Zupan lab focuses on constructive induction, epistasis approaches for reconstructing gene networks, large-scale data fusion, explainable AI and combinations of machine learning and data visualization techniques. The Bioinformatics Lab leads the development of the open-source tool Orange, a machine learning and data visualization suite with visual programming for the construction of data analysis workflows.

Enza Maria Valente

Full Professor of Medical Genetics, University of Pavia; Head, Neurogenetics Research Center, IRCCS Mondino Foundation, Pavia, Italy

The Valente Lab focuses on clinical, molecular and functional genetic studies in the field of inherited neurological and neuropediatric diseases, with a focus on Parkinson diseases and neurodegenerative disorders, Joubert syndrome and pediatric ataxias, brain malformation syndromes and other rare neurodevelopmental disorders.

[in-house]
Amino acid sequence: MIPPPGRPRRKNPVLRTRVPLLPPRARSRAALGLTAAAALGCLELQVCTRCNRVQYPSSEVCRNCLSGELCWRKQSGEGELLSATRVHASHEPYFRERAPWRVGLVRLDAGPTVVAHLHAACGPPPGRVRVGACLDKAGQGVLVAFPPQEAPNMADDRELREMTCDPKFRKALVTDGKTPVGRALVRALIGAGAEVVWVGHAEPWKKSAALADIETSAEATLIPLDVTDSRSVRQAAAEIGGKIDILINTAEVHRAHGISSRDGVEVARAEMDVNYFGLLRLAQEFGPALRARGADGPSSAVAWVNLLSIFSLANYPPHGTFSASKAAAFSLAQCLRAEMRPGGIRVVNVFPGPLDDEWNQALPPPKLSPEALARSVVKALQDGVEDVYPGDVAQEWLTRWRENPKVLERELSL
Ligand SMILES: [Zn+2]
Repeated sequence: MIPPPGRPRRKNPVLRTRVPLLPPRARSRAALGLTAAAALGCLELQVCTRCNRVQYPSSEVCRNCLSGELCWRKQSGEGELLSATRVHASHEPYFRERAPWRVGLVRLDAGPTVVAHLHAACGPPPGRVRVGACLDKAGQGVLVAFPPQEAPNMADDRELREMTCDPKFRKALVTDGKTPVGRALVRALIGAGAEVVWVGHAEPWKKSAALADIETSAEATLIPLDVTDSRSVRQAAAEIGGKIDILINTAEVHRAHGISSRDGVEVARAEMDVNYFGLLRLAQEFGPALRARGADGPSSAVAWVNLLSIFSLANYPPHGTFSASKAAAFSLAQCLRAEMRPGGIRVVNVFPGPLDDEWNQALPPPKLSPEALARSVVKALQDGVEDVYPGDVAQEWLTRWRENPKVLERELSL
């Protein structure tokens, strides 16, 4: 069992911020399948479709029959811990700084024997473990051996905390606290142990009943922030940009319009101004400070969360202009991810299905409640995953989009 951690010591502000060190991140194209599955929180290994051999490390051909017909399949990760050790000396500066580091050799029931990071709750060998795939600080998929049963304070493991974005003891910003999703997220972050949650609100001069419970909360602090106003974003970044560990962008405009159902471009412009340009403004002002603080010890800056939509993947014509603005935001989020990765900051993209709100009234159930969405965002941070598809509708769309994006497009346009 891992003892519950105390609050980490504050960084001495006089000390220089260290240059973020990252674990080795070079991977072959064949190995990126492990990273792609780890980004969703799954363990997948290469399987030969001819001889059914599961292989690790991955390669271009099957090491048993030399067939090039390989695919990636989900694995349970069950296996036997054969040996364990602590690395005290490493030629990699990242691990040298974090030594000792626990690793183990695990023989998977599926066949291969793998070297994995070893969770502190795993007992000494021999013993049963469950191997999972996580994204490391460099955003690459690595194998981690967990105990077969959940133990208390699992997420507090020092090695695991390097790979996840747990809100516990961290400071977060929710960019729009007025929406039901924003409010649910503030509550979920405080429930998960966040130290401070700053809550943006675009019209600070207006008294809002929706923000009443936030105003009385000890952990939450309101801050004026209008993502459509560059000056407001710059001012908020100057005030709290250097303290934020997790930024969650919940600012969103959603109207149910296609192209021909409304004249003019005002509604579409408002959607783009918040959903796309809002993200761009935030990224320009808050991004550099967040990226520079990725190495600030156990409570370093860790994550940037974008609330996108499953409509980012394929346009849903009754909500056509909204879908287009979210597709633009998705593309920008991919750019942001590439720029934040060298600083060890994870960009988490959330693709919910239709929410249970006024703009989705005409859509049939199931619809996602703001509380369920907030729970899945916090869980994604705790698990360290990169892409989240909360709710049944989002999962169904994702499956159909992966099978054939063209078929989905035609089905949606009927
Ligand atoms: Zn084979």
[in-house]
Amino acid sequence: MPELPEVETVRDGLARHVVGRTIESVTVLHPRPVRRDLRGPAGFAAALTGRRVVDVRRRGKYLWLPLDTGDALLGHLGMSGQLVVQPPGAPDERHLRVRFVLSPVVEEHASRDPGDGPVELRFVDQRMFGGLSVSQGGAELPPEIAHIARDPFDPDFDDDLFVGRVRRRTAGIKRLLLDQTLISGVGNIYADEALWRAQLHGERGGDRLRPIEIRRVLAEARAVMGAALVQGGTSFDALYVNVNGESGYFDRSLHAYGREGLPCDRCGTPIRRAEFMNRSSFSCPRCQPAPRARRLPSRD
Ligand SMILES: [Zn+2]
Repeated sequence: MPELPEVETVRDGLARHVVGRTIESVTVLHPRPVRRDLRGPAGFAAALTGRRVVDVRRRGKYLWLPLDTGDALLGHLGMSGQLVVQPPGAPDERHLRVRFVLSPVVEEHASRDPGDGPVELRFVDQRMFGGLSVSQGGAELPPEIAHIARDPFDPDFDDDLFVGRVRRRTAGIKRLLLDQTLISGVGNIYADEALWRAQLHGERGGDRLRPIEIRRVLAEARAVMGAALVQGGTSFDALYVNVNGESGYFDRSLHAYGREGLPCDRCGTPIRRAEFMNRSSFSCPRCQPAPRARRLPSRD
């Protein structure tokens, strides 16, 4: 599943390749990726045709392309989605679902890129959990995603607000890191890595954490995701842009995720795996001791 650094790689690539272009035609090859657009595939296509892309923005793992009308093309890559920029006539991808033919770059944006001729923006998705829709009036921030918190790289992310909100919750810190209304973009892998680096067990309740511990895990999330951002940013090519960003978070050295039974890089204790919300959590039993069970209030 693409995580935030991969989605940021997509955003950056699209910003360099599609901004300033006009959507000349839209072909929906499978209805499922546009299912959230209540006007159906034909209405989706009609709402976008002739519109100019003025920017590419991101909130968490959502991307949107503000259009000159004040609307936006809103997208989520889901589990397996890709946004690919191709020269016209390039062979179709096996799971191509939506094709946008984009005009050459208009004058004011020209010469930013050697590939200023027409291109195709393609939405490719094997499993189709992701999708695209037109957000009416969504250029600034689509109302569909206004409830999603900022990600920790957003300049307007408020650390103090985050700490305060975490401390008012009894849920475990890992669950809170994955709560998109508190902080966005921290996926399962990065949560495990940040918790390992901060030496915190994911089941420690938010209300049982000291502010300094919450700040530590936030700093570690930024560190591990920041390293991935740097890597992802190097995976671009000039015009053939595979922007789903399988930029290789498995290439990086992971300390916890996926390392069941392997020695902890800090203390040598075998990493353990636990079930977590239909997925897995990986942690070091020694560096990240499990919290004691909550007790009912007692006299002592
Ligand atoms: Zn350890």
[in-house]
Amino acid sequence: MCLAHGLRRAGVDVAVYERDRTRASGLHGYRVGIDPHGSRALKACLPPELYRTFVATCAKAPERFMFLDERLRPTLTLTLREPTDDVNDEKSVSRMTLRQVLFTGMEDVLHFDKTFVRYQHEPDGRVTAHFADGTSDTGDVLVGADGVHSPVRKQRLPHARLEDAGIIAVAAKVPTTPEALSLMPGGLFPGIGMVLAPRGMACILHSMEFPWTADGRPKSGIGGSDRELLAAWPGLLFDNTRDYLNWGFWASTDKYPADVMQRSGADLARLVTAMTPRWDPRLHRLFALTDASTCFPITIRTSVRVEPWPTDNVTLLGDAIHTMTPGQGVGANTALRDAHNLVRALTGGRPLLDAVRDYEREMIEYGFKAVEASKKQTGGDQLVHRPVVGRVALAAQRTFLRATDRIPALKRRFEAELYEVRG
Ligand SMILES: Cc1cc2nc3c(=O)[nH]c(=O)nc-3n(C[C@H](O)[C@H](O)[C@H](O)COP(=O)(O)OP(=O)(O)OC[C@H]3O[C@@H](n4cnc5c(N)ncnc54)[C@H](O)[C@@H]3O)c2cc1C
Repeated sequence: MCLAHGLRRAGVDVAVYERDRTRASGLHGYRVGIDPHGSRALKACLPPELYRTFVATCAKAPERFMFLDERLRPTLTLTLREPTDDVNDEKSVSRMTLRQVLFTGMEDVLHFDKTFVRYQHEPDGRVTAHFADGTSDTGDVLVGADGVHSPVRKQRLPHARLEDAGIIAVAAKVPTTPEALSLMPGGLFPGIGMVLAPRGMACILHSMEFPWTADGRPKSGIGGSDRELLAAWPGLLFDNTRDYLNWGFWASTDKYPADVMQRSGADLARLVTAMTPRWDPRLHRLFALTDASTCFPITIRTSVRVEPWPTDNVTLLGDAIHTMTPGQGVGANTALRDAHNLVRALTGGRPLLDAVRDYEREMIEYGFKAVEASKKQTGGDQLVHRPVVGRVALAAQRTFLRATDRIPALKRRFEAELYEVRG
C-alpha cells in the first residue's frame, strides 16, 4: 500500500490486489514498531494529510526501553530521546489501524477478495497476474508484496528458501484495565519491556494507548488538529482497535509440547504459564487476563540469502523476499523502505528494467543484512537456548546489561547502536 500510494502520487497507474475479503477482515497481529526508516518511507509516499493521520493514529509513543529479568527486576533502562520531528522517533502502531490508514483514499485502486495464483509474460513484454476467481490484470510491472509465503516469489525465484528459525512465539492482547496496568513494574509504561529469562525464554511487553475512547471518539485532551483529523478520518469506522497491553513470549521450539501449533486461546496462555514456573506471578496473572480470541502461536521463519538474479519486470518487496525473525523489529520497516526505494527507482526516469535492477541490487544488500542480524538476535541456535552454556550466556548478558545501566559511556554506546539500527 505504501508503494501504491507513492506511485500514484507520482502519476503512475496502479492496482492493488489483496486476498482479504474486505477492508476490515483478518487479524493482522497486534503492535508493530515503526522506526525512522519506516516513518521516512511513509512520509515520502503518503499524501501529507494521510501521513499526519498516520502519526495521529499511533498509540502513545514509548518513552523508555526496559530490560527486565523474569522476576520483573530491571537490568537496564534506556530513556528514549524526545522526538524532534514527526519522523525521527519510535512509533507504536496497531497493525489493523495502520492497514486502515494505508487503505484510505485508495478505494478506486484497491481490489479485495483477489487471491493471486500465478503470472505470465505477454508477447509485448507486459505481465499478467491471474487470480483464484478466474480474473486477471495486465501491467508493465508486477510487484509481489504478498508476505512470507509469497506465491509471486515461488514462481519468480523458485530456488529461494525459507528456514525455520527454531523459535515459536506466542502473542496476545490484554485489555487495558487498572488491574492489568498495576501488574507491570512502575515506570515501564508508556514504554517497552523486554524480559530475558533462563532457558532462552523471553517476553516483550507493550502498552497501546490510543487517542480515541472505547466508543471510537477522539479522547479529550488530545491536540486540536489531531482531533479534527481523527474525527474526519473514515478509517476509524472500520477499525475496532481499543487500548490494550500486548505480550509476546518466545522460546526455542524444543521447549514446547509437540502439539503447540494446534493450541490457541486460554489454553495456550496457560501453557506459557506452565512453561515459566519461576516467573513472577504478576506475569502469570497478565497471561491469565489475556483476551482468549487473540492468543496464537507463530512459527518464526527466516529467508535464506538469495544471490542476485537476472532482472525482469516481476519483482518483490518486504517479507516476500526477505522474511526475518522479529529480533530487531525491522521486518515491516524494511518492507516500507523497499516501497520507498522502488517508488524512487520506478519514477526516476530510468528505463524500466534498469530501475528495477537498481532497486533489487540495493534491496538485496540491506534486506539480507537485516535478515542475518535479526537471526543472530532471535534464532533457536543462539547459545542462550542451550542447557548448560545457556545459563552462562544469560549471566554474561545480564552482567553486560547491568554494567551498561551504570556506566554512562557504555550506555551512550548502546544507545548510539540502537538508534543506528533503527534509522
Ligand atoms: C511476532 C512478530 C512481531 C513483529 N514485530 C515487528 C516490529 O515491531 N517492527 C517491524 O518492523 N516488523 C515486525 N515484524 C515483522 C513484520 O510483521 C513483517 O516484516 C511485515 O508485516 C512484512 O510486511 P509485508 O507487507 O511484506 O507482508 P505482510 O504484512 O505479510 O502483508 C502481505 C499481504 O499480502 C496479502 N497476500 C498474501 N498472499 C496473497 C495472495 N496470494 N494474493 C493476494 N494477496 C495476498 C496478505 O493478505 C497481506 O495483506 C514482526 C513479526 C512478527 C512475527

Riccardo Bellazzi

Full Professor of Bioengineering and Biomedical Informatics, University of Pavia, Italy

The scientific interests of Prof. Bellazzi are highly interdisciplinary and are aimed at applications of informatics to medicine and life sciences, comprising artificial intelligence, biomedical data mining, telemedicine, decision support, clinical research informatics.

Giorgio Colombo

Full Professor of Organic Chemistry, University of Pavia, Italy

Colombo’s Lab research goals are: (1) to integrate molecular dynamics, computational physical-chemistry and bioinformatics approaches to study the dynamics and specificity of protein-ligand recognition and binding; (2) to translate this information into the rational design of new molecules taking the full flexibility of the receptor and the ligand into account; (3) to develop computational methods to understand the determinants of protein-antibody and protein-protein interactions with the aim to design novel immunoreactive molecules.

Tommaso Mazza

Head, Bioinformatics Lab, IRCCS Casa Sollievo della Sofferenza, Rome, Italy